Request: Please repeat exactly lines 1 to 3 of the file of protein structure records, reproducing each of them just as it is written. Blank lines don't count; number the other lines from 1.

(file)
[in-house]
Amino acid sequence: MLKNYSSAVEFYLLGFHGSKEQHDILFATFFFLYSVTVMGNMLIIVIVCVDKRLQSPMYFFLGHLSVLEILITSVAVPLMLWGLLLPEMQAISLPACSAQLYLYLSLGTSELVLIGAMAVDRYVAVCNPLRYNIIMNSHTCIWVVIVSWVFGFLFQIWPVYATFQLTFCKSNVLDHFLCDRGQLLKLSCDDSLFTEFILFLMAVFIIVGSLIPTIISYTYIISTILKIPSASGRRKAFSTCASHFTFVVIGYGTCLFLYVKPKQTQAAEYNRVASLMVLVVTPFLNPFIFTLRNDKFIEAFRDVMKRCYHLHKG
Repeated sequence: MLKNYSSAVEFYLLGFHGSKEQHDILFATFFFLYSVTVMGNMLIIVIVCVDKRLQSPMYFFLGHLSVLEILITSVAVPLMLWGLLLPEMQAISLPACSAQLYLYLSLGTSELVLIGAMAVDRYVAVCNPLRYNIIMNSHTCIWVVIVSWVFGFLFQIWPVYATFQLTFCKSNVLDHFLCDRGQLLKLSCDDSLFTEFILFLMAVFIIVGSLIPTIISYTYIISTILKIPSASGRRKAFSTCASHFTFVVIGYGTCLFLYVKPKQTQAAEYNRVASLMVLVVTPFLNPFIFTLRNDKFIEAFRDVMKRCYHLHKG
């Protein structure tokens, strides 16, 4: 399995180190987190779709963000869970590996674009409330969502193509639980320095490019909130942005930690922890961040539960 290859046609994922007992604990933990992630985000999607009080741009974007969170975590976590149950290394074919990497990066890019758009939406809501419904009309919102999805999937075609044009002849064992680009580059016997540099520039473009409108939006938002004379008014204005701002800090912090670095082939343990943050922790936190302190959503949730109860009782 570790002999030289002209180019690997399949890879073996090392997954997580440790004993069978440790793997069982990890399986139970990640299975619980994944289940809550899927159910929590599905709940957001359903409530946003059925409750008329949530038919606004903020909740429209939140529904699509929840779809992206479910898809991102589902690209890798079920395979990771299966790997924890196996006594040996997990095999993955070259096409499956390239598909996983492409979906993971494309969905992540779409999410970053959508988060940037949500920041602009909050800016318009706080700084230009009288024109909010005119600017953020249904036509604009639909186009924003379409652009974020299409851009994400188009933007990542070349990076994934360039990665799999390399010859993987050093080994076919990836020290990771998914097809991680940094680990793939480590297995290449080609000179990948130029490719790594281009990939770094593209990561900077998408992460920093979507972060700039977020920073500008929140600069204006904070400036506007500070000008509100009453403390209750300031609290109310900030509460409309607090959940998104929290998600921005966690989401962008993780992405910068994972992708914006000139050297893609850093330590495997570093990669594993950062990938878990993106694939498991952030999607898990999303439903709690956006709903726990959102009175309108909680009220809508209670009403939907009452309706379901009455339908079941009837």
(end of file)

[in-house]
Amino acid sequence: MLKNYSSAVEFYLLGFHGSKEQHDILFATFFFLYSVTVMGNMLIIVIVCVDKRLQSPMYFFLGHLSVLEILITSVAVPLMLWGLLLPEMQAISLPACSAQLYLYLSLGTSELVLIGAMAVDRYVAVCNPLRYNIIMNSHTCIWVVIVSWVFGFLFQIWPVYATFQLTFCKSNVLDHFLCDRGQLLKLSCDDSLFTEFILFLMAVFIIVGSLIPTIISYTYIISTILKIPSASGRRKAFSTCASHFTFVVIGYGTCLFLYVKPKQTQAAEYNRVASLMVLVVTPFLNPFIFTLRNDKFIEAFRDVMKRCYHLHKG
Repeated sequence: MLKNYSSAVEFYLLGFHGSKEQHDILFATFFFLYSVTVMGNMLIIVIVCVDKRLQSPMYFFLGHLSVLEILITSVAVPLMLWGLLLPEMQAISLPACSAQLYLYLSLGTSELVLIGAMAVDRYVAVCNPLRYNIIMNSHTCIWVVIVSWVFGFLFQIWPVYATFQLTFCKSNVLDHFLCDRGQLLKLSCDDSLFTEFILFLMAVFIIVGSLIPTIISYTYIISTILKIPSASGRRKAFSTCASHFTFVVIGYGTCLFLYVKPKQTQAAEYNRVASLMVLVVTPFLNPFIFTLRNDKFIEAFRDVMKRCYHLHKG